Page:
If the SEC were a sports team measured by its “win” rate, it would be a runaway champ.
But that win-loss record suffered a mild hit — and its first ever loss in an “ICO” case — one that refers to the controversial method of crowd fundraising and that borrows from the public company “IPO” or initial public offering.
A federal judge denied the SEC a preliminary injunction against Blockvest after he granted a temporary restraining order on the same issue. We chat with Amit Singh, attorney and shareholder in Stradling’s corporate and securities practice group about the SEC’s fresh loss.
His take? They’ll be out for blood, next.
For those not in the know, share the legal background leading up to this case.
In October of this year, the Securities Exchange Commission filed a complaint against Blockvest LLC and its founder, Reginald Buddy Ringgold III. According to the complaint, Blockvest falsely claimed its planned December initial coin offering was “registered” and “approved” by the SEC and created a fake regulatory agency, the Blockchain Exchange Commission, which included a phony logo that was nearly identical to that of the SEC. The SEC also alleged Blockvest conducted pre-sales of its digital token, BLV, ahead of the ICO and raised more than $2.5 million.
The SEC’s complaint alleged violations of the anti-fraud provisions of the Securities Exchange and the Securities Act and violations of the Securities Act’s prohibitions against the offer and sale of unregistered securities in the absence of an exemption from the registration requirements.
U.S. District Judge Gonzalo Curiel issued a temporary restraining order “freezing assets, prohibiting the destruction of documents, granting expedited discovery, requiring accounting and order to show cause why a preliminary injunction should not be granted” on October 5, 2018.
On Tuesday, November 27, in the SEC’s first loss in stopping an ICO, judge Gonzalo Curiel stated that the SEC had not shown at this stage of the case that the BLV tokens were securities under the Howey Test, a decades-old test established by the U.S. Supreme Court for determining whether certain transactions are investment contracts and thus securities. If the tokens weren’t securities, all the SEC’s other allegations automatically fail. Under the Howey Test, a transaction is an investment contract (or security) if:
– It is an investment of money;
– There is an expectation of profits from the investment;
– The investment of money is in a common enterprise; and
– Any profit comes from the efforts of a promoter or third party
Later cases have expanded the term “money” in the Howey Test to include investment assets other than money.
The judge said that the SEC failed to show investors had an expectation of profits. “While defendants claim that they had an expectation in Blockvest’s future business, no evidence is provided to support the test investors’ expectation of profits,” the judge wrote. Blockvest argued that the pre-ICO money came from 32 “test investors” and said the BLV tokens were only designed for testing its platform. It presented statements from several investors who said they either did not buy BLV tokens or rely on any representations that the SEC has alleged are false. The SEC responded by noting that various individuals wrote “Blockvest” or “coins” on their checks and were provided with a Blockvest ICO white paper describing the project and the terms of the ICO. Judge Curiel said that evidence, by itself, wasn’t enough: “Merely writing ‘Blockvest or coins’ on their checks is not sufficient to demonstrate what promotional materials or economic inducements these purchasers were presented with prior to their investments. Accordingly, plaintiff has not demonstrated that ‘securities’ were sold to [these] individuals.”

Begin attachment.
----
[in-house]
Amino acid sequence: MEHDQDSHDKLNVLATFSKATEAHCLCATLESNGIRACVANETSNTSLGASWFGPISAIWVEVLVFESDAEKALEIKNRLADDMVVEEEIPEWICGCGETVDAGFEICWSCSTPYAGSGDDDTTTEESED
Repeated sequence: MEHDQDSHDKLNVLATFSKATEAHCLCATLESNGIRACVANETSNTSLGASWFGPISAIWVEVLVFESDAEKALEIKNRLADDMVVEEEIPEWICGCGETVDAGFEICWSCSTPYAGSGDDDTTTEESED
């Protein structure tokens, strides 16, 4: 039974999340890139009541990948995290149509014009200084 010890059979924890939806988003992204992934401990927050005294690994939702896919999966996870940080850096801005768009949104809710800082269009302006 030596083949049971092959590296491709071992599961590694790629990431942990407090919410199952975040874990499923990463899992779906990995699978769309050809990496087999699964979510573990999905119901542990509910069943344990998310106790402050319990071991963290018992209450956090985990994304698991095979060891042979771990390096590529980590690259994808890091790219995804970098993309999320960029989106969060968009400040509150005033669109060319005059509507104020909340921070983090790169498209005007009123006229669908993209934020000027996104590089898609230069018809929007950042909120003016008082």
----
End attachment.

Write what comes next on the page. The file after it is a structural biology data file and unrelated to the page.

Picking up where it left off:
Won’t the case proceed? Why is the denial of an injunction important here?
This does not mean that the SEC cannot pursue an action against the defendants. Rather it just means that the SEC didn’t meet the high burden required to receive a preliminary injunction of proving “(1) a prima facie case of previous violations of federal securities laws, and (2) a reasonable likelihood that the wrong will be repeated.”
The court determined that, at this stage, without full discovery and disputed issues of material facts, the Court could not decide whether the BLV token were securities. Since the SEC didn’t meet its burden of proving the tokens were securities in the first place, it couldn’t have shown that there was a previous violation of the federal securities laws. So, the first prong was not met. Further, the defendants agreed to stop the ICO and provide 30 days’ prior notice to the SEC if they intend to move forward with the ICO. So, the court determined that there was not a reasonable likelihood that the wrong will be repeated. As a result, the SEC’s motion for a preliminary injunction was denied.
Nonetheless, this is an important case as it is the first time the SEC went after an ICO issuer and the issuer pushed back and won (if only temporarily). It reminds us that, though most people think of the SEC as judge and jury in securities actions, that isn’t the case. Ultimately, an issuer that pushes back may have a chance if it has the wherewithal to fight and if it has good arguments. However, this does not mean that the SEC is done with them and we may very well see this case continue.